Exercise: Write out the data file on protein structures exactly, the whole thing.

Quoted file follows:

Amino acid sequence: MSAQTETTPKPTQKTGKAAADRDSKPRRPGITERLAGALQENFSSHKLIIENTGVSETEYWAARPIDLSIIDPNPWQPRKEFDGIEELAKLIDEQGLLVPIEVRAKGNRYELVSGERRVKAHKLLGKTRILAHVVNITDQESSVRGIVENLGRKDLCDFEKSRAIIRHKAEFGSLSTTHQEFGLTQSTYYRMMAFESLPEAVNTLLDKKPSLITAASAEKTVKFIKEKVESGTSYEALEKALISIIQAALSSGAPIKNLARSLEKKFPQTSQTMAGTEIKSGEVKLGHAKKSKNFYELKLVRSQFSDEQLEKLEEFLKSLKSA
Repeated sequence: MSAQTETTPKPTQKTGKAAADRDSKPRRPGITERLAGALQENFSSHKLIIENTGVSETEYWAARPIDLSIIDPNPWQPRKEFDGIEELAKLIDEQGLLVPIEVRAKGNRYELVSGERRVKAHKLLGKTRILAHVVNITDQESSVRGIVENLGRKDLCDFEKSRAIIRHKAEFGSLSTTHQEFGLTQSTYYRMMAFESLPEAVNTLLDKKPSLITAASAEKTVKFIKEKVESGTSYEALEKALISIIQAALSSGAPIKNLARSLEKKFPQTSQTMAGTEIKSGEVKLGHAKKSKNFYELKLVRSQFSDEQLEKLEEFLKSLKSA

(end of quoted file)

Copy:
Amino acid sequence: MSAQTETTPKPTQKTGKAAADRDSKPRRPGITERLAGALQENFSSHKLIIENTGVSETEYWAARPIDLSIIDPNPWQPRKEFDGIEELAKLIDEQGLLVPIEVRAKGNRYELVSGERRVKAHKLLGKTRILAHVVNITDQESSVRGIVENLGRKDLCDFEKSRAIIRHKAEFGSLSTTHQEFGLTQSTYYRMMAFESLPEAVNTLLDKKPSLITAASAEKTVKFIKEKVESGTSYEALEKALISIIQAALSSGAPIKNLARSLEKKFPQTSQTMAGTEIKSGEVKLGHAKKSKNFYELKLVRSQFSDEQLEKLEEFLKSLKSA
Repeated sequence: MSAQTETTPKPTQKTGKAAADRDSKPRRPGITERLAGALQENFSSHKLIIENTGVSETEYWAARPIDLSIIDPNPWQPRKEFDGIEELAKLIDEQGLLVPIEVRAKGNRYELVSGERRVKAHKLLGKTRILAHVVNITDQESSVRGIVENLGRKDLCDFEKSRAIIRHKAEFGSLSTTHQEFGLTQSTYYRMMAFESLPEAVNTLLDKKPSLITAASAEKTVKFIKEKVESGTSYEALEKALISIIQAALSSGAPIKNLARSLEKKFPQTSQTMAGTEIKSGEVKLGHAKKSKNFYELKLVRSQFSDEQLEKLEEFLKSLKSA